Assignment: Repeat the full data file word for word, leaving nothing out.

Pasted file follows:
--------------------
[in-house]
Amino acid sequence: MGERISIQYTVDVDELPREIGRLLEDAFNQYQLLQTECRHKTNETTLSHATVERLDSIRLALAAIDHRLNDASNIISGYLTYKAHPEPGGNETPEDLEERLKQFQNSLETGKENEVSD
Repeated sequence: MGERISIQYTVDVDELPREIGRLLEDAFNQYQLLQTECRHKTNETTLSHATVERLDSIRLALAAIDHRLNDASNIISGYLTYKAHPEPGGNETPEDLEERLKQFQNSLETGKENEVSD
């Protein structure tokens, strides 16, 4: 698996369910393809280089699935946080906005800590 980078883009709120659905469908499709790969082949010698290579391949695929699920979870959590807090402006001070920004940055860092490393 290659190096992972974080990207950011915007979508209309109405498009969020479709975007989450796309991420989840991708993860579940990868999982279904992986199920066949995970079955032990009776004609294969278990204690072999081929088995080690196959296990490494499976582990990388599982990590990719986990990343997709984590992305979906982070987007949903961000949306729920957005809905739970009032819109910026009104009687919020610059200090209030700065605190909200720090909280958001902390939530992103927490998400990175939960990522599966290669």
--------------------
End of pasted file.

[in-house]
Amino acid sequence: MGERISIQYTVDVDELPREIGRLLEDAFNQYQLLQTECRHKTNETTLSHATVERLDSIRLALAAIDHRLNDASNIISGYLTYKAHPEPGGNETPEDLEERLKQFQNSLETGKENEVSD
Repeated sequence: MGERISIQYTVDVDELPREIGRLLEDAFNQYQLLQTECRHKTNETTLSHATVERLDSIRLALAAIDHRLNDASNIISGYLTYKAHPEPGGNETPEDLEERLKQFQNSLETGKENEVSD
């Protein structure tokens, strides 16, 4: 698996369910393809280089699935946080906005800590 980078883009709120659905469908499709790969082949010698290579391949695929699920979870959590807090402006001070920004940055860092490393 290659190096992972974080990207950011915007979508209309109405498009969020479709975007989450796309991420989840991708993860579940990868999982279904992986199920066949995970079955032990009776004609294969278990204690072999081929088995080690196959296990490494499976582990990388599982990590990719986990990343997709984590992305979906982070987007949903961000949306729920957005809905739970009032819109910026009104009687919020610059200090209030700065605190909200720090909280958001902390939530992103927490998400990175939960990522599966290669």